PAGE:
When you think of Bill Belichick, you probably imagine a mad football genius, capable of finding the perfect practice squad player to make a difference on game day. No one, however, is perfect; that includes the New England Patriots head coach. Just look at last season’s acquisition of Mohamed Sanu.
On paper, the move made perfect sense, Sanu barely made an impact during the 2019 campaign. During the offseason, though, the veteran wideout is going to extreme lengths to prove his coach right.
Bill Belichick went out and traded for a wide receiver
Last season, the New England Patriots offense had a major problem. Without Rob Gronkowski, opposing defenses could double-team Julian Edelman and force Tom Brady to throw to a no-name wide receiver. In October, Bill Belichick tried to solve that problem.
After some speculation, Belichick struck a deal with the Atlanta Falcons, trading for receiver Mohamed Sanu. While some questioned if the veteran was worth giving up a second-round pick, his appeal was clear.
While Sanu has never put up eye-popping numbers, he was supposed to fill a specific role in New England. Standing at six-foot-two-inches tall with a soft pair of hands, the former Atlanta Falcon is one of the NFL’s best possession receivers. He might not burn defenders over the top or find the end zone 20 times a year, but Sanu is a reliable possession receiver; for a team lacking offensive talent beyond their quarterback, he seemed like a perfect complementary piece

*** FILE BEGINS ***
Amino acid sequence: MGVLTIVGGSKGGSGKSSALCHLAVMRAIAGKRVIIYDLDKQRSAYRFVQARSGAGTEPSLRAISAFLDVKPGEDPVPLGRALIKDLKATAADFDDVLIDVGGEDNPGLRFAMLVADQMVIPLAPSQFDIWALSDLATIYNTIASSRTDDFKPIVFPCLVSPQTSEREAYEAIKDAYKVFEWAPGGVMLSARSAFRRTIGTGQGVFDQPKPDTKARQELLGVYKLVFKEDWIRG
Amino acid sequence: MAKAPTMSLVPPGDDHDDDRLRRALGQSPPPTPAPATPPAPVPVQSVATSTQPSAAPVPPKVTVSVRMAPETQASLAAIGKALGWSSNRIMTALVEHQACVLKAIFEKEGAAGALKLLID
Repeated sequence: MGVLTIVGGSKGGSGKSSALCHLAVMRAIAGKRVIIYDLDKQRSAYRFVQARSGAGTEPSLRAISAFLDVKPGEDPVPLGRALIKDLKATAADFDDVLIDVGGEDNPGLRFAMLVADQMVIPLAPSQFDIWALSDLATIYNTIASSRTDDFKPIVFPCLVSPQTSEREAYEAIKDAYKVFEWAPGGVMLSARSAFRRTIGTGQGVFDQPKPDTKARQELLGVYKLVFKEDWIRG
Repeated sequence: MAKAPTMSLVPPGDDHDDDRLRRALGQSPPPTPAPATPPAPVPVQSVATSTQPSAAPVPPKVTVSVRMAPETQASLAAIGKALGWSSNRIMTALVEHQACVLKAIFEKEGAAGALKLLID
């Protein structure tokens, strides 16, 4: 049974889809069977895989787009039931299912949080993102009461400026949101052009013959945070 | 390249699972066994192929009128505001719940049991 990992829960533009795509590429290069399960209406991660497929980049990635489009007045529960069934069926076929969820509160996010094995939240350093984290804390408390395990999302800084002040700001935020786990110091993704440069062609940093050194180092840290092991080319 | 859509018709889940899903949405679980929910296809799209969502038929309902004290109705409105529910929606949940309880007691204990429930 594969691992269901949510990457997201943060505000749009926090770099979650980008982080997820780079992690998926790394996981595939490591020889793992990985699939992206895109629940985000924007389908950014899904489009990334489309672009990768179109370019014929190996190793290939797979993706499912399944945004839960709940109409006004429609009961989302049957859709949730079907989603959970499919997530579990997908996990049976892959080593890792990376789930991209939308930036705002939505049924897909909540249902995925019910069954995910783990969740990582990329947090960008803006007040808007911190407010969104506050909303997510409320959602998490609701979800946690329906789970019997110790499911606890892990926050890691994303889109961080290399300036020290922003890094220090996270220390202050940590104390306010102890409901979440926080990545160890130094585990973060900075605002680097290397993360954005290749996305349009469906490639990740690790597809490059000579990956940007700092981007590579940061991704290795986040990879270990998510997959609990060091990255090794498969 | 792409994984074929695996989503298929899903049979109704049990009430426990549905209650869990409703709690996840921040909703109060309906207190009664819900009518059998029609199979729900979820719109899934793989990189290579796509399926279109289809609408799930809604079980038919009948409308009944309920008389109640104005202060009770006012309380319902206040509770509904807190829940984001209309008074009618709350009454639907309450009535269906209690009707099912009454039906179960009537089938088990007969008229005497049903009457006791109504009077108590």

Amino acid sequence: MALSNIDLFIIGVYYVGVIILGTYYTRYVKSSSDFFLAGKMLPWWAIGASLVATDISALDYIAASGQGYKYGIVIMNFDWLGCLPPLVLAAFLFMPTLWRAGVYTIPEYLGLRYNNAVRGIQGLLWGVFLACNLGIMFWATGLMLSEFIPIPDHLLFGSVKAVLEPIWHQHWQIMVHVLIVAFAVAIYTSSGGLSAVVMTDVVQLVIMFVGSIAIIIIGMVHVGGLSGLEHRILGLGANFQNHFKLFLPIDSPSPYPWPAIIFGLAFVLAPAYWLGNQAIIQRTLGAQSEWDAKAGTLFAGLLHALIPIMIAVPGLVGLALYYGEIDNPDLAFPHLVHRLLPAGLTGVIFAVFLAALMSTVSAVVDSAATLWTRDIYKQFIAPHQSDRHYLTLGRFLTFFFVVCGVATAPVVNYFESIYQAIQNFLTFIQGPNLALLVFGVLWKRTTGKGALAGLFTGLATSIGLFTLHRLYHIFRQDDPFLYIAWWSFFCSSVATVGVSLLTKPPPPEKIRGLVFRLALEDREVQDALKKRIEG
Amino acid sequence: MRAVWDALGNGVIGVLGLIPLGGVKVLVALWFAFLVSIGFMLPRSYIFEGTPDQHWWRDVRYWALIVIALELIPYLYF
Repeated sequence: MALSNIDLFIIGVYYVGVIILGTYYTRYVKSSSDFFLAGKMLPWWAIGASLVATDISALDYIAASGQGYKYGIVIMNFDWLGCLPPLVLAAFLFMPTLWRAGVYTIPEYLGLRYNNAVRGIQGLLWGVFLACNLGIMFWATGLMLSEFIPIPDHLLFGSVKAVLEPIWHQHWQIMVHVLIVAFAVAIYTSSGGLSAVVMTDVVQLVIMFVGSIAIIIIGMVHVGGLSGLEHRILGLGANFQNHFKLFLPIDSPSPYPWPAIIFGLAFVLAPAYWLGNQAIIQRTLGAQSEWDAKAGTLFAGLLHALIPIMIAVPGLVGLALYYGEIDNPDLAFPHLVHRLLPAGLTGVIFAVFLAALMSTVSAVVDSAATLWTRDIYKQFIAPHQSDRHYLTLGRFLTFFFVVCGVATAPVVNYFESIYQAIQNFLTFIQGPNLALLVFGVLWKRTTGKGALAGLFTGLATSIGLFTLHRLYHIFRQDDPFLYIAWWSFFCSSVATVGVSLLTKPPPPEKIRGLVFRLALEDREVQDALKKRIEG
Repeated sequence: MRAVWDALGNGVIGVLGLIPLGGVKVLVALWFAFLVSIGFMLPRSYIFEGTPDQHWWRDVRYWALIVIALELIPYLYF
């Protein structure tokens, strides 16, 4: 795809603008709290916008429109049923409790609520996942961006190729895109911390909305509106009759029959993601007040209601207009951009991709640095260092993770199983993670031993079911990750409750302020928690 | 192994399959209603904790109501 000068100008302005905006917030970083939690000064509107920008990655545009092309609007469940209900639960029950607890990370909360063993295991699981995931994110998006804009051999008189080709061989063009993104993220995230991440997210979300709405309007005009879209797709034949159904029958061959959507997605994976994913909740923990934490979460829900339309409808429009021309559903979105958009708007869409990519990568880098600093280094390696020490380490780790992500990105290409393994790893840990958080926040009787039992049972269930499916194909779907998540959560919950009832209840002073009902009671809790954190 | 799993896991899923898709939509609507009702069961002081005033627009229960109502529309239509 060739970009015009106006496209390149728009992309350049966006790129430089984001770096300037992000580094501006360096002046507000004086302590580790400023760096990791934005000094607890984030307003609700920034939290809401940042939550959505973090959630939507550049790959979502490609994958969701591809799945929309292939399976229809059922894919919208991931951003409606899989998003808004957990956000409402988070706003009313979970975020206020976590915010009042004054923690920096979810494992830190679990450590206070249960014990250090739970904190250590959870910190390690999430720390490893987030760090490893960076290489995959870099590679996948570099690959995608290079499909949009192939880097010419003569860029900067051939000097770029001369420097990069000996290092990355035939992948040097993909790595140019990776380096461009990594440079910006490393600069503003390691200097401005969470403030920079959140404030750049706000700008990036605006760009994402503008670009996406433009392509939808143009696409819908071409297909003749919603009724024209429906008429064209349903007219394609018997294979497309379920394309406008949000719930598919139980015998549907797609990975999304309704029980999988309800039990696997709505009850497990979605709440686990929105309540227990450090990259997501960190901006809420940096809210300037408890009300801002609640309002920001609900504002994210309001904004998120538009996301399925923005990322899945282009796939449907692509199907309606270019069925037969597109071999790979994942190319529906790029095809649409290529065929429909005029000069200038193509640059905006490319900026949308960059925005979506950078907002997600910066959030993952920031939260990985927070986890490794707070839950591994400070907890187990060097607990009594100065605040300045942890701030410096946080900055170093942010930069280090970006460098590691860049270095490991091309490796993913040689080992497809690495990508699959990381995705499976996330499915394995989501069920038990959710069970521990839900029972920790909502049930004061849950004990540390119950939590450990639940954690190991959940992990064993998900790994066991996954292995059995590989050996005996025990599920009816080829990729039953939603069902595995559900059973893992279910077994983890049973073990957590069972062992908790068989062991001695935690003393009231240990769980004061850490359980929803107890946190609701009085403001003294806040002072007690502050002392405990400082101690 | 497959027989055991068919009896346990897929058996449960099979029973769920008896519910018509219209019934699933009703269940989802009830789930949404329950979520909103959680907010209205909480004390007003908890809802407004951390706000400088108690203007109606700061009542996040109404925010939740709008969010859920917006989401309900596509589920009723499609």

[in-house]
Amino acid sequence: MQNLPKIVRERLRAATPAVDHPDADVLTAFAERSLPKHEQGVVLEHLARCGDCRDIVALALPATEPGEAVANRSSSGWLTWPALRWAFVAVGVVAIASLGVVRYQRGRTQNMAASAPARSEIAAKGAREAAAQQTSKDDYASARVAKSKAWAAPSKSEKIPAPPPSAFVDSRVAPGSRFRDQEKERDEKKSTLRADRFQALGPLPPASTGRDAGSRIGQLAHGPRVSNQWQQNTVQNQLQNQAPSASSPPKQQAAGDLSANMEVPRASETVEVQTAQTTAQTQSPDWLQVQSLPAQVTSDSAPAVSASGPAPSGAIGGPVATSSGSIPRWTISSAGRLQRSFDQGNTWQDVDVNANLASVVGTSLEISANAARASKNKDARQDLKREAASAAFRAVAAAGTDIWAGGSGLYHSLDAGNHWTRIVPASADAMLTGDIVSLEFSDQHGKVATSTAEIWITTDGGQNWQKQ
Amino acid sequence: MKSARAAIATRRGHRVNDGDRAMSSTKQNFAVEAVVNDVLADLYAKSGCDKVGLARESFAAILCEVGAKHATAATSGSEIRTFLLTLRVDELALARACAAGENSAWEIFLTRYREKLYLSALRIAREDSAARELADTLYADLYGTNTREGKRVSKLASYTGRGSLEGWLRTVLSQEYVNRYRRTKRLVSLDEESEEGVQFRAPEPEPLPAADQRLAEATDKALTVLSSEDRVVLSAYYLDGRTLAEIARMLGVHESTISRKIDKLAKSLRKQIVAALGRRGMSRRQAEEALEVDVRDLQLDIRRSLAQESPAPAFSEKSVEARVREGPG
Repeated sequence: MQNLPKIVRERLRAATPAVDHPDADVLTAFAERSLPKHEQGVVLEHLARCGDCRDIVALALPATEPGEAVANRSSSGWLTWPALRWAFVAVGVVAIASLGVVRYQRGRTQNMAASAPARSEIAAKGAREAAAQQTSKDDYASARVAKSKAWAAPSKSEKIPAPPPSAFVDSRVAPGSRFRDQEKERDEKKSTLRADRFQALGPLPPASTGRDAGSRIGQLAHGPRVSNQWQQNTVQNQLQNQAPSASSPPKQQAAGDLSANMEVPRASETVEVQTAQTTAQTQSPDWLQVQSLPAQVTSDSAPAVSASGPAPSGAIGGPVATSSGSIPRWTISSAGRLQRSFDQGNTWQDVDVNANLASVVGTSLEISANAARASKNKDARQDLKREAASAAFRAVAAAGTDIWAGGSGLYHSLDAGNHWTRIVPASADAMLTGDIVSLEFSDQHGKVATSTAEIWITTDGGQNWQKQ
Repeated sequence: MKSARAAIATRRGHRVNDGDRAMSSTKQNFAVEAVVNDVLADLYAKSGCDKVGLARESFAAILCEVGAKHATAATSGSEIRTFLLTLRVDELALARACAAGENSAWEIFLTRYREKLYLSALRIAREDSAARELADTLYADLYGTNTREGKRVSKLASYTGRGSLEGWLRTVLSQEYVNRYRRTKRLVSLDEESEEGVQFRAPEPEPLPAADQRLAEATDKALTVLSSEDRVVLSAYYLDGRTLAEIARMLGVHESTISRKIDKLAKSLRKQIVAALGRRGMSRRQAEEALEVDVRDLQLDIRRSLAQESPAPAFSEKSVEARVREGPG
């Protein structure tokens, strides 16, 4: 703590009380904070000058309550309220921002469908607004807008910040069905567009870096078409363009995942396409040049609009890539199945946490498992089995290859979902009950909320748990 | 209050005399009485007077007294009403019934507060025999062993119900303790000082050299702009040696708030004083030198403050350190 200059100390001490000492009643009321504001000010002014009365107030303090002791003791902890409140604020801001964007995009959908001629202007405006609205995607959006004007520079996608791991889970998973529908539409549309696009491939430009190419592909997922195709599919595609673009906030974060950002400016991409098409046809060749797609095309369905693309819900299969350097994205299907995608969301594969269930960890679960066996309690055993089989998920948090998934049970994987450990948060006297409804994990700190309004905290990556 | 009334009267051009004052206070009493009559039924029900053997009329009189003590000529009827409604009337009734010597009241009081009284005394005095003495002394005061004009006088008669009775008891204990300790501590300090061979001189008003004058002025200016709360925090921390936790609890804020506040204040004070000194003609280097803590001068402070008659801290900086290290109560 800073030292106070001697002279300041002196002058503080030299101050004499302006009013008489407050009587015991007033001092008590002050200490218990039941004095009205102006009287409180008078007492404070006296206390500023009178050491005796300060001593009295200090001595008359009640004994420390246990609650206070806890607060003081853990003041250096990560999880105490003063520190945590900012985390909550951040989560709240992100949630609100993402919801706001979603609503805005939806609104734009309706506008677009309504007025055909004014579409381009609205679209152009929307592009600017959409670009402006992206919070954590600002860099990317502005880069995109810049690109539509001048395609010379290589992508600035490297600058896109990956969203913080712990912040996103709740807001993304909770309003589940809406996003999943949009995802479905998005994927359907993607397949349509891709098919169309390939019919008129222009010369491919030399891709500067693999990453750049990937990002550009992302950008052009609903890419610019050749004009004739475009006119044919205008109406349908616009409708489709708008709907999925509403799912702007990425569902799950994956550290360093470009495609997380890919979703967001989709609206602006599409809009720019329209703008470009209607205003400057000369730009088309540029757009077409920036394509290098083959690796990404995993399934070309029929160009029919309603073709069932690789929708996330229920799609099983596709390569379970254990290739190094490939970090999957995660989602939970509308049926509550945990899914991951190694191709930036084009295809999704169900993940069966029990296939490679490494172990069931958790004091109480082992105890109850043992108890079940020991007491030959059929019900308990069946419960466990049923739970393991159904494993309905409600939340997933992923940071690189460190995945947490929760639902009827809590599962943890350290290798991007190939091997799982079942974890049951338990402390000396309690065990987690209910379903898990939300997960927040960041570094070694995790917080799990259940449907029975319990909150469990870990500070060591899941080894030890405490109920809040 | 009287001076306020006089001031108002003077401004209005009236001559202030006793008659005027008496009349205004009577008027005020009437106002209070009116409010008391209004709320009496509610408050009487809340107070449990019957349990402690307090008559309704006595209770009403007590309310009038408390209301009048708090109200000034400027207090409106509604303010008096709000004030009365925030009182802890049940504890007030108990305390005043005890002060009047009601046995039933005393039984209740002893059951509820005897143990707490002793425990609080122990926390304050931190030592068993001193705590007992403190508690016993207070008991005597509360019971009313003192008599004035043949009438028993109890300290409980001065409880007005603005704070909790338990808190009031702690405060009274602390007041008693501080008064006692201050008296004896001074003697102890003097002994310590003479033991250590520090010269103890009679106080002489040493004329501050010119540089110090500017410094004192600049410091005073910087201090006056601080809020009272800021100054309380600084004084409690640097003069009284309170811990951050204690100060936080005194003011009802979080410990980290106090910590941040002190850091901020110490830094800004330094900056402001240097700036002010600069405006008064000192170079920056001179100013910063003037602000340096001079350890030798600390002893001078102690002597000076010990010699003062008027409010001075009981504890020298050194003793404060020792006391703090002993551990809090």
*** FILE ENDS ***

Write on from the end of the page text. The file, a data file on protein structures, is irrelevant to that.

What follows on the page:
Mohamed Sanu fell flat in Foxborough
On paper, Mohamed Sanu’s role within the New England Patriots’ offense was obvious. In reality, however, he struggled to fill that role.
During his first season in Foxborough, Sanu only pulled in 26 receptions for a grand total of 207 yards and one touchdown. While he wasn’t entirely to blame—the entire Patriots offense faltered down the stretch—it’s safe to assume that his performance wasn’t what Bill Belichick imagined.
In Sanu’s defense, he did face some additional challenges. Beyond struggling to adjust to Josh McDaniels’ offensive scheme after several seasons in Atlanta, the receiver battled through some ankle issues. While neither of those experiences are unique to Sanu, they still can explain at least some of his lackluster performance.
Mohamed Sanu has hired a full-time coach, hoping to prove Bill Belichick right
Regardless of the surrounding circumstances, Mohamed Sanu didn’t make much of an impact during his first campaign with the New England Patriots. During the offseason, however, the receiver is going to extreme lengths to prove his head coach right.
“Sanu has hired a full-time coach to live with him, which he hopes creates a situation where his relentless offseason work produces tangible on-field results in 2020,” ESPN’s Mike Reiss explained. “The coach, Drew Lieberman, is a Wesleyan alum who spent nine years on the sidelines at Rutgers, Albany, Wesleyan and Don Bosco High School (Ramsey, New Jersey) before going out on his own to start his business, The Sideline Hustle. Sanu made the connection to Lieberman through Rutgers, his alma mater.”
While plenty of professional athletes have their own personal trainers and coaches, Sanu is taking things to the next level by paying Lieberman to live with him. If the efforts pay off, though, the benefits will be clear. The Patriots’ quarterback situation might be a bit different now, but Sanu’s skill set is still quite valuable. Whether Jarett Stidham, Brian Hoyer, or Cam Newton is under center, a big receiver with reliable hands will make anyone’s life easier.
When he went out and traded for the veteran receiver, Bill Belichick presumably imagined that the receiver would become a legitimate weapon in the New England Patriots arsenal. While that didn’t exactly happen in 2019, Mohamed Sanu seems to be working hard to prove his coach right in 2020.
Stats courtesy of Pro-Football-Reference